Hardly any area of Christian doctrine is more widely misunderstood among the holiness movement's clergy than the doctrine of the Atonement. I have had whole seminary classes raise their hands, signifying that they believe Christ paid the penalty for us. It is also widely understood that Christ's death paid the debt we owed to God. Also, it is sometimes thought that, in this area, we can use a smorgasbord of theories.
As I understand Scripture, though, it teaches what Arminians have called the governmental theory, when that theory is expanded to make room for such matters as ransom and love and God's holiness (as emphasized by P.T. Forsyth).
The governmental theory of the Atonement is at its base the view that Christ suffered for us so that the holy God could forgive us and still govern us justly. The seeds of this theory are in the teachings of James Arminius (1560-1609); but it was first taught, as an atonement view, by one of his students, Hugo Grotius. Late last century it was explicated quite thoroughly by Methodism's John Miley in his Atonement in Christ.
The theory will be discussed first by showing what it cannot incorporate into itself, and then by treatment of what it can and does consist of.
What It Cannot Incorporate
The governmental theory can incorporate into itself everything that Scripture teaches about the Atonement. It can incorporate into itself, therefore, the salient aspects of several Atonement theories, such as the classical 'ransom' and 'moral influence' theories. These matters will be discussed presently.
At the same time, it is not so eclectic that it has any affinity for the main elements of two of the major Atonement theories: the payment of a debt in the 'satisfaction' theory; and Christ's being punished, as in the 'punishment' theory.
Whereas Calvinists boldly teach that Christ paid the penalty for us--that He took our punishment--and believe their view to be Biblical, it is altogether opposed to the teaching of Scripture. Neither the Hebrew Old Testament nor the Greek New Testament ever teach this view. The NIV, translated by Calvinists in the main, renders the Hebrew 'musar' in Isa. 53:5 as "punishment" (reading "the punishment that brought us peace was upon him"), whereas the KJV uses "chastisement." The KJV, also translated by Calvinists as a matter of fact, does not once use any form of the English word for "punishment" to describe what happened to Christ. Always the word is "suffering," or certain synonyms of that word. Scripture teaches that Christ 'suffered' for us, not that He was 'punished' for us. The KJV states 27 times that Christ suffered for us. The NASB has the same number; the NIV has 1 more. The RSV uses some form of the word "suffering" for what Christ did for us 26 times.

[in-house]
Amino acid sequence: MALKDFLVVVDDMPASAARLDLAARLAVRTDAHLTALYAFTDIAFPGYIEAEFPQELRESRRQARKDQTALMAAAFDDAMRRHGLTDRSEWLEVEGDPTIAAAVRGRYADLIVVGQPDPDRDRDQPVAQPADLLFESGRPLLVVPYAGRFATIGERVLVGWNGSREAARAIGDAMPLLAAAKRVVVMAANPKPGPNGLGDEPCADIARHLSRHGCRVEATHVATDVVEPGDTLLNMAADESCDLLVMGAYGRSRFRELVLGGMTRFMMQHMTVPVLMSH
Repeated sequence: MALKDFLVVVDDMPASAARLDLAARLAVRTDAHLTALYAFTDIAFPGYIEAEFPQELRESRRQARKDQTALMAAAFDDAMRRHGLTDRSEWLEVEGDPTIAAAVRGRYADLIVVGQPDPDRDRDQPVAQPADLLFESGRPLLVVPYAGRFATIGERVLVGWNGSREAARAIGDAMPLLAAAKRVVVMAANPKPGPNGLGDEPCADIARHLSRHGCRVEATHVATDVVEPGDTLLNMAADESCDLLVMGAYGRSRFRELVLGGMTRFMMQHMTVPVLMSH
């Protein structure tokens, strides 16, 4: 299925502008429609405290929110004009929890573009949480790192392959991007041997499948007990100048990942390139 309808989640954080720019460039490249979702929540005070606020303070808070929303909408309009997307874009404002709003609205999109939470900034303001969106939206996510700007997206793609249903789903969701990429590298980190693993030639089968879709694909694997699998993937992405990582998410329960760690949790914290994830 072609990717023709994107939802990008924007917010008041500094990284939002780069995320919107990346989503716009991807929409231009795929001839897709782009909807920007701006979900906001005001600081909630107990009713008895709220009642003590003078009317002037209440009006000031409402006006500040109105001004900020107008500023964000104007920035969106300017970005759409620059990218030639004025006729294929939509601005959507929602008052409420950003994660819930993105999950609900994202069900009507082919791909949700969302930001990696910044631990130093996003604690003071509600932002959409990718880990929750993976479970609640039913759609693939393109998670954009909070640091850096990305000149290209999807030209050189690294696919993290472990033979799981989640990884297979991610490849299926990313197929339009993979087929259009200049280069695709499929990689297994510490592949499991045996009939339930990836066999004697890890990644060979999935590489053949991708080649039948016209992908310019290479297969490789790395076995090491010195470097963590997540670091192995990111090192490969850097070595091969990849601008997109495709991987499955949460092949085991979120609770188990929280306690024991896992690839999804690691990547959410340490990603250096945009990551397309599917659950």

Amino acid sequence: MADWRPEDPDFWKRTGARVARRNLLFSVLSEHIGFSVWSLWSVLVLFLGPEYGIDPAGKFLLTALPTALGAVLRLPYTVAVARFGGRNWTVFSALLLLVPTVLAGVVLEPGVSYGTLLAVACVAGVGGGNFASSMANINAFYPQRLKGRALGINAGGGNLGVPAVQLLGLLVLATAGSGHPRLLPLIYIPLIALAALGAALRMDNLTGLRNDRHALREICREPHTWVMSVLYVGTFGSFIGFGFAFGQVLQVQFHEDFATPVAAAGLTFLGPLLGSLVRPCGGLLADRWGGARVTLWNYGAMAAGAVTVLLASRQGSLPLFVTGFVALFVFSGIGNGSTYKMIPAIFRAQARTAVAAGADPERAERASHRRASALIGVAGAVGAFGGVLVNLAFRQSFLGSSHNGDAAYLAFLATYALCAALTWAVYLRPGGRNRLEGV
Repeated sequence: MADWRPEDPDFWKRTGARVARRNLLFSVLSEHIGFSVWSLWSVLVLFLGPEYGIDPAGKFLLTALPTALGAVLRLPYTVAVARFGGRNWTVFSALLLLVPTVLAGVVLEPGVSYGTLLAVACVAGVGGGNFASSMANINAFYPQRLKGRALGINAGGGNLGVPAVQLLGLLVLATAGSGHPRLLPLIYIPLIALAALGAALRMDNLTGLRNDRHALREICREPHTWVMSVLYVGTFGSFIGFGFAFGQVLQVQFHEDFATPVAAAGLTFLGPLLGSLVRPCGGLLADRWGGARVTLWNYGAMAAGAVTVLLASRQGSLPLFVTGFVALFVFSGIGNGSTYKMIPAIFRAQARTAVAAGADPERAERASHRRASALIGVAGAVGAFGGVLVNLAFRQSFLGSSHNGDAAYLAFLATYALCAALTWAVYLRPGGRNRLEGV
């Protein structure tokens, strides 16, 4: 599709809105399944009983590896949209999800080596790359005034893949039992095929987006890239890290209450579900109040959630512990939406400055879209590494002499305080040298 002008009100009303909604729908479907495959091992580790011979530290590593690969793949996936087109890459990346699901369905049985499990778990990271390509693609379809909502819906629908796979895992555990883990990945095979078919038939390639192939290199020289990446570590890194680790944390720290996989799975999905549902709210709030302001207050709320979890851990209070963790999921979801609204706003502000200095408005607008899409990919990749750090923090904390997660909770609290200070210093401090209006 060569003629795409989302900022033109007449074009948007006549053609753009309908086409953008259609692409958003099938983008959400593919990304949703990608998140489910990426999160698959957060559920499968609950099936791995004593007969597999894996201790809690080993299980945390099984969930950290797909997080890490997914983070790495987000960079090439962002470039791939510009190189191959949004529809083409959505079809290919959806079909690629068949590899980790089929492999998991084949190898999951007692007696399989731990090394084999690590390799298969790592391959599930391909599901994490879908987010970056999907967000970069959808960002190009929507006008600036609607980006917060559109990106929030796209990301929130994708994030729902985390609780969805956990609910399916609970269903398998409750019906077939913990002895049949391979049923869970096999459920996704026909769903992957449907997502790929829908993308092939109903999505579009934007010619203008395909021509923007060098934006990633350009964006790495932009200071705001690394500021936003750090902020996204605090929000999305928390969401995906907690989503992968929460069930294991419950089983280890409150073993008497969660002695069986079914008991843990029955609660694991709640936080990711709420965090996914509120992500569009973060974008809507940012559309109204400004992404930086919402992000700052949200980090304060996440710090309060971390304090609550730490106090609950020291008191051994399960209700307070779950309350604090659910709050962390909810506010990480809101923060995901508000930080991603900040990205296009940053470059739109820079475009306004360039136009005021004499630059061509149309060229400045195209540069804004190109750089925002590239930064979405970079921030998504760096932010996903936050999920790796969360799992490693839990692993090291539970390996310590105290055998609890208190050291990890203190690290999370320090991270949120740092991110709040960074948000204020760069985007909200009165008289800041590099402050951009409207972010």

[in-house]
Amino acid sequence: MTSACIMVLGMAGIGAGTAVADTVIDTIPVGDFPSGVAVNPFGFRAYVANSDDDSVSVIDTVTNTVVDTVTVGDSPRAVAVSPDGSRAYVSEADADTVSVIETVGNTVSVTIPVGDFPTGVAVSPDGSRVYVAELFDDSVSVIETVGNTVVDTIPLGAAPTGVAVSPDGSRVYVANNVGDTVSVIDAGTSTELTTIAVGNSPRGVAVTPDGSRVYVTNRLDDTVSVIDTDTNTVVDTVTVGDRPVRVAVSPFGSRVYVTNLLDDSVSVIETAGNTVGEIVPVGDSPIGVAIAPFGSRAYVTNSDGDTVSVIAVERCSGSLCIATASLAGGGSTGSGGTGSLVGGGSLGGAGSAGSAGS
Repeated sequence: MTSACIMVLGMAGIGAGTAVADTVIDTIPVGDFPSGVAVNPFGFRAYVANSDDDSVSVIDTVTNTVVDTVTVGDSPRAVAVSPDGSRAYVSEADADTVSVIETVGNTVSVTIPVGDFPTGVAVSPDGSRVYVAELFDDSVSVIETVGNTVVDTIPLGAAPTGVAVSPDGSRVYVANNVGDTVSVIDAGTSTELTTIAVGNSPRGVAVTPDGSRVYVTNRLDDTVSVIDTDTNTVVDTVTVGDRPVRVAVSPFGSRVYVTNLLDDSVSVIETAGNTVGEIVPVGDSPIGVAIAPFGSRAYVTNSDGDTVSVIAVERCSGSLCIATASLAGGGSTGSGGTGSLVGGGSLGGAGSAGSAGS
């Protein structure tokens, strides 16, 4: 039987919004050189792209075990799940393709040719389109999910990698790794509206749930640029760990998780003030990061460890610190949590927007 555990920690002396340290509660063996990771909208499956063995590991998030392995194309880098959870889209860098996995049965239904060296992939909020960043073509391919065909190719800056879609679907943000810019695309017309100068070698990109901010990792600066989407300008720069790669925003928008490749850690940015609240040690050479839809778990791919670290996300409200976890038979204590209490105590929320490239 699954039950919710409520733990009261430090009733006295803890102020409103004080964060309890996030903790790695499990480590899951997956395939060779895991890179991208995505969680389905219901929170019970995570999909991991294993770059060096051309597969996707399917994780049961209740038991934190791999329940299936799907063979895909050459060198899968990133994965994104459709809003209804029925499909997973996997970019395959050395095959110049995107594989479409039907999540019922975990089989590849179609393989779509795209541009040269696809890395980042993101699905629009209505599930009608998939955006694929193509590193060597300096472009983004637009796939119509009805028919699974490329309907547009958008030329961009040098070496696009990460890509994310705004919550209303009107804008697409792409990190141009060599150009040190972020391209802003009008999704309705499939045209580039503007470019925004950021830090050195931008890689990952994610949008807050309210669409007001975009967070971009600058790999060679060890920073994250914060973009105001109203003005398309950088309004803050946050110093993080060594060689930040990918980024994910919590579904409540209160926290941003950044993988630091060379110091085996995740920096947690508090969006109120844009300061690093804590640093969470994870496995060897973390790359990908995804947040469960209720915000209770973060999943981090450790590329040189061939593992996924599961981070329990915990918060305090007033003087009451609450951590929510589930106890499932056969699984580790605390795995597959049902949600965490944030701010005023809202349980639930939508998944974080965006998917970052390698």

The reason why Scripture teaches that Christ suffered for us instead of being punished is, in part, because He was sinless and therfore guiltless. It is also in part because God the Father really does forgive us, whereas, if He punished Christ instead of us, He could not then have forgiven us. In Christ's substitutionary punishment, justice would have been satisfied, procluding forgiveness. One cannot both punish and forgive; surely a parent could not.
The other aspect of the Atonement theory that the theory cannot incorporate into itself is the main aspect of Anselm's 'satisfaction' theory: that Christ's death paid a debt for us. Even as one cannot punish and then also forgive, one cannot accept payment for a debt and still forgive it. Roman Catholics teach, even make a sacrament of, the doctrine of penance. This is the doctrine that we do not receive sheer forgiveness, but that we must first do various disciplinary penances in order to receive forgiveness. So Anselm's satisfaction view suits Roman Catholic teaching but not Protestant doctrine. Protestants do not understand that Christ paid a debt for us. That is, we do not formally and ideally believe it, although the idea creeps into Protestant practice--as through the Elvina M. Hall hymn, "Jesus paid it all; All to Him I owe." We might even think of Christ's paying a debt for us because of the Scripture passage that reads, "You are not your own; you were bought at a price" Cor. 6:19-20). This no doubt means that we are bought with the price of Christ's suffering, not by a debt being paid for us. And the hymn can be sung with a similar understnding. "Jesus paid it all" can mean that He paid the cost of suffering, and that we owe Him everything because He, the altogether sinless One, suffered on our behalf. Yet many Protestants no doubt interpret both the Pauline statement and the Elvina Hall hymn according to the Roman Catholic teaching that Christ's death paid the Father a debt on our behalf. But again, as with punishment, so with this teaching: neither a human being nor God can accept payment for and still forgive the same debt. And forgiveness, sheer forgiveness, is unique to Christianity of all the religions and must be protected.